During the 15th and 16th centuries there were important institutional developments in Parliament, especially in its record keeping.
From its earliest days the Clerk of the Parliaments who recorded its proceedings for the Rolls of Parliament was an official of the Chancery, the principal administrative department of the King. The Clerk, as a royal official, formally worked for the Upper House, but with its increasing influence, the Commons soon acquired its own Clerk, in about 1363.
Start of an institution
By the late 15th century, Parliament had become such an important institution that it gained its own independent officials and organisation. From 1497 the Clerk began to keep the copies of the Acts passed in Parliament in his own possession at Westminster instead of returning them to the Chancery archives in the Tower of London.
The rolls on which the texts of these statutes were recorded, known as the Original Acts, were known to have been kept from at least 1621 in the Jewel Tower, one of the few surviving buildings of the old Palace of Westminster. Today these parchment rolls, with the more modern Acts of Parliament printed on parchment too, are kept by the Parliamentary Archives in the Victoria Tower of the Palace of Westminster.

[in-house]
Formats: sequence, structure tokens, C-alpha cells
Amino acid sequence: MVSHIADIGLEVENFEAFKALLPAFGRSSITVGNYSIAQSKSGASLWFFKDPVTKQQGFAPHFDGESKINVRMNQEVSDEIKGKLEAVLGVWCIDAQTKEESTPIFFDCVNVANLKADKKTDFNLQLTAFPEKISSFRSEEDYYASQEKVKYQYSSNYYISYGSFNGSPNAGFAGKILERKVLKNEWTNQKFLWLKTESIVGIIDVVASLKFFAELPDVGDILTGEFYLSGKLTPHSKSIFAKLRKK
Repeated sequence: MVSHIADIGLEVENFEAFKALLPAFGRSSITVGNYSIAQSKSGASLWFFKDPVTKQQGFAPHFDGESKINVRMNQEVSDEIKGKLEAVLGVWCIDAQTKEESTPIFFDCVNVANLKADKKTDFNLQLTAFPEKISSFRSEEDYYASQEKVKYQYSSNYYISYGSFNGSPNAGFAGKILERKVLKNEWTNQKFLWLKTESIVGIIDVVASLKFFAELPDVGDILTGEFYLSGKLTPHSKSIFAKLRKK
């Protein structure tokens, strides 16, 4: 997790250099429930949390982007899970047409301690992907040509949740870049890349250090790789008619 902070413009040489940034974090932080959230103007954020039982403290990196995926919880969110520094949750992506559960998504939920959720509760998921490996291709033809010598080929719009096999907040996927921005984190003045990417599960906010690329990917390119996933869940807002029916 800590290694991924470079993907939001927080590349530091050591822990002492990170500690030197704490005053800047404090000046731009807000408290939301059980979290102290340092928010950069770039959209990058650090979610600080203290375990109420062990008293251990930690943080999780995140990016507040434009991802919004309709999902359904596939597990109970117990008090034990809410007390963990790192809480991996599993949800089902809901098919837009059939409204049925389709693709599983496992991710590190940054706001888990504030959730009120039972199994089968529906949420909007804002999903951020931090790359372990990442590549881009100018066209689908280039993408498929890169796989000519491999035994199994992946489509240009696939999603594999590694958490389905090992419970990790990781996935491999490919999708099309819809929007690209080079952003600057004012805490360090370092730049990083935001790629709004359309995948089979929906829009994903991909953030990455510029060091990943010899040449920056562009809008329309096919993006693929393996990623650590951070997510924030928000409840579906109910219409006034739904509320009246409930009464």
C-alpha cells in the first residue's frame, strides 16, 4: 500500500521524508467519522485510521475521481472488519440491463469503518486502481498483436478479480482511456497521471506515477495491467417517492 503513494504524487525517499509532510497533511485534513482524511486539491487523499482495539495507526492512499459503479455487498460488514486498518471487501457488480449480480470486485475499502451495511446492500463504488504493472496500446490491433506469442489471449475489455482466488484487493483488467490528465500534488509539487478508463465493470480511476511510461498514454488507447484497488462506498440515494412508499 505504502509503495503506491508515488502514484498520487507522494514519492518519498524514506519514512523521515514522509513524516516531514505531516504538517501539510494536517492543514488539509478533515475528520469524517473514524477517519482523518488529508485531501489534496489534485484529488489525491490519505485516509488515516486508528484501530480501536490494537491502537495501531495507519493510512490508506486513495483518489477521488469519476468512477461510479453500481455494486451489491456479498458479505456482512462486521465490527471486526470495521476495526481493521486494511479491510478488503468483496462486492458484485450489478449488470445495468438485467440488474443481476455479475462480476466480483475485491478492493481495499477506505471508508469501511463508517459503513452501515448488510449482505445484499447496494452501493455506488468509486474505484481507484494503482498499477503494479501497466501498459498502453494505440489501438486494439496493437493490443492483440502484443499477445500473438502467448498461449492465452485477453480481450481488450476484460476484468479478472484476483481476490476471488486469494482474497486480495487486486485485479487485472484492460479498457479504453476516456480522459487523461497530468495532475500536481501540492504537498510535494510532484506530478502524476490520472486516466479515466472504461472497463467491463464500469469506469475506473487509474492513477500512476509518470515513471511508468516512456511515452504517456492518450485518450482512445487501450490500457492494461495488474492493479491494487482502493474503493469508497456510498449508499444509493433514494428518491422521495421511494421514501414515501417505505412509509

The records of Parliament also underwent change. The business, votes and decisions of each day in the House of Lords have been recorded since 1510, though with a few omissions in the early years, and this official daily account, known as the Lords Journal, is still produced today.
The official record for the Lower House, the Commons Journal, was not started until 1547. The Journals of the two Houses of Parliament have been widely available since they were printed in the 18th century, and now some can be read online. They remain the official record of Parliament.